The amount of data we collect is exponentially increasing. Unfortunately, not all of this data is complete. In a world of fill-out forms and manual data collection, incomplete observations are unavoidable. Database developers are painfully aware of this problem. In practice, the most common solution for this particular problem is to mark those missing values as NULL.
A NULL value is a special marker used in SQL to indicate that a data value does not exist in the database. In other words, it is just a placeholder to denote values that are missing or that we do not know. NULL can be confusing and cumbersome at first. But it is imperative for any analyst to know how to handle them. For this reason, I have decided to write some tips and tricks you should know about NULL values.
Comparisons and arithmetic operations with a NULL, produce NULL results.
Is NULL bigger than 10? What is 100 times NULL? Can you divide NULL by 1000? The answer to all of these questions is NULL! If one of your values is NULL, the result will also be NULL… regardless of the other values. Think about it this way: If you don’t know one of the values, you cannot know the answer either.
LEN(0) will catch both NULL and "".
In practice, some of the most common ways to encode unknown text values is to use NULL or as empty strings. In some cases, you might even find data sources that use a mix of both. This is problematic if you want to count how many NULL values are there in your database. Commands like IS NULL will ignore the empty spaces. Luckily, LEN(0) is here to help.
"NULL", "NA", "" might be cast into strings.
Unfortunately, it is very common that when you export data from one platform to the other, NULL values and other special markers (e.g. NaN, NA, Inf) might be cast into strings and treated like any other text field. This is particularly problematic because certain commands like IS NULL or LEN(0) won't work anymore, meaning you should always be skeptical and inspect your data.
Always check your data with a histogram.
Some people have a nasty tendency to impute the mean or an arbitrary value (e.g. 99, 100, 0, -1) directly into the database. If a value appears suspiciously often or seems impossible; it might be an attempt to input NULL values.
Just to name a couple of examples: I once saw a database where all of the customers who made a purchase before 2005 had an age of 27. In another dataset, I saw time spans of -1 second.
NULL is not always random.
Removing all of the rows containing a NULL value might not be a wise decision. Especially if there is a systematic reason for which they are NULL. In statistics, there is a distinction between data:
Missing completely at random (MCAR).
Missing at random (MAR).
Missing not at random (MNAR).
The implications of believing that your NULL values are missing completely at random can catastrophic for the validity of your analysis. Just to illustrate this, I once saw a dataset where everybody under 18 had a salary NULL. Ignoring those rows would massively increase the mean age of the whole dataset.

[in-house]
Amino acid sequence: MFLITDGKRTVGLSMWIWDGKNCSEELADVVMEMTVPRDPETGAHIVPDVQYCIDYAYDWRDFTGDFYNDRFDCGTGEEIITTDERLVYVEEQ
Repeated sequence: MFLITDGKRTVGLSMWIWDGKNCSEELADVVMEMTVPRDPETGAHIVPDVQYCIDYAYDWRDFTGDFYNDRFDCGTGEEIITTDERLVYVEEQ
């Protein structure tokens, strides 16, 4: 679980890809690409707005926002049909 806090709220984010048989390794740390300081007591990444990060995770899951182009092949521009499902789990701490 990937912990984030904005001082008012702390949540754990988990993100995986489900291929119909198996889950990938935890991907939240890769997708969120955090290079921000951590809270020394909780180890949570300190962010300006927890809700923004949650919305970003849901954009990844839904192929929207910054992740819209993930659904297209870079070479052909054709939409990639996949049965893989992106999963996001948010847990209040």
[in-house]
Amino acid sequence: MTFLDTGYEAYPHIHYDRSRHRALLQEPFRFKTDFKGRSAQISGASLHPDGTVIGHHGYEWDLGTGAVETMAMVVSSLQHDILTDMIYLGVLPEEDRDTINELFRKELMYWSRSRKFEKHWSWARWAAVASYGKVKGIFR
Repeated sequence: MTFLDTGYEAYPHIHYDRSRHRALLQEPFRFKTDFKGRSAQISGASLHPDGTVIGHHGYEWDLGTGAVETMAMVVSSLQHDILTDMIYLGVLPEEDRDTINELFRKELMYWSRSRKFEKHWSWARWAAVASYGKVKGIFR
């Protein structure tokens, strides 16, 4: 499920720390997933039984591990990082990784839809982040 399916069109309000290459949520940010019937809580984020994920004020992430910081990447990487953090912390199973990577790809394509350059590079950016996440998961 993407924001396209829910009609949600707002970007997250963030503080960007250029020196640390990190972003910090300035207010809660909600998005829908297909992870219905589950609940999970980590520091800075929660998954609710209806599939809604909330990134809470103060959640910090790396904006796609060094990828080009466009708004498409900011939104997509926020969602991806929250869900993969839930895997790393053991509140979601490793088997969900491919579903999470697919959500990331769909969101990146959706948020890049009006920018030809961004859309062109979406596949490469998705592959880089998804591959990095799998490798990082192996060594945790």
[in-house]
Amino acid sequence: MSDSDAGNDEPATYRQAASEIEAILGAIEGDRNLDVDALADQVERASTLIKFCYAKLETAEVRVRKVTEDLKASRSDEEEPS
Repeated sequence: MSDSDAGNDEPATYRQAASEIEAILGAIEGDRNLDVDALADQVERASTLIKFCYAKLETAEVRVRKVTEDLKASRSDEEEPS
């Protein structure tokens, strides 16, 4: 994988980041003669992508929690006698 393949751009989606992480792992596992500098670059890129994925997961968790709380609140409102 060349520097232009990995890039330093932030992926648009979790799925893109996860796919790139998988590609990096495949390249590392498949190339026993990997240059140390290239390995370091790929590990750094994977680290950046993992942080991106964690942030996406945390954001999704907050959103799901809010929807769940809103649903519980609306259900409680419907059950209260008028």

Also noteworthy: In some cases, especially when data is missing not a random, a boolean column indicating if something is NULL might be a good feature for a statistical model.
COUNT(*) vs COUNT(1)
Sometimes you might care about the number of rows and sometimes you might care about the number of rows that are not NULL. For those cases, you can add COUNT(*) and COUNT(1) respectively to your SQL queries. In Tableau, COUNT([Column]) and SUM([Number of Records]) will do the same trick.
Missing rows are not NULL
This might sound obvious to some and confusing to others, but it is imperative to remember that missing rows (i.e. rows that are not present in the data) behave differently than a missing value (i.e. NULL).
Imagine you have a shop that never opens on Sundays. When you analyze your daily revenue, there won’t be transaction data for any Sunday (i.e. rows that are not present in the data). By the end of a year, you will have data for roughly 313 days (instead of 365 days).
If you were analyzing data for this shop, there are two things you should know:
The distinct count of days in your fact table (i.e. table that registers the quantitative information regarding the events that occur in your business) will be equal to the number of days with purchases. NOT the amount of days that have passed since your business opened.
Using commands like IFNULL or ISNULL won’t have any effect on missing rows (unless you start from a business calendar and left join your fact data in). Those only affect existing rows with NULL values.
The only way to circumvent these limitations is to left join your fact table with a table containing all of the possible dates. That way you will have a row even for the days without transactions.
Thanks for reading this far, I hope this tip was helpful. If you have any questions, thoughts, or remarks about NULL values, feel free to contact me or any of our colleagues. We are always happy to discuss your use cases.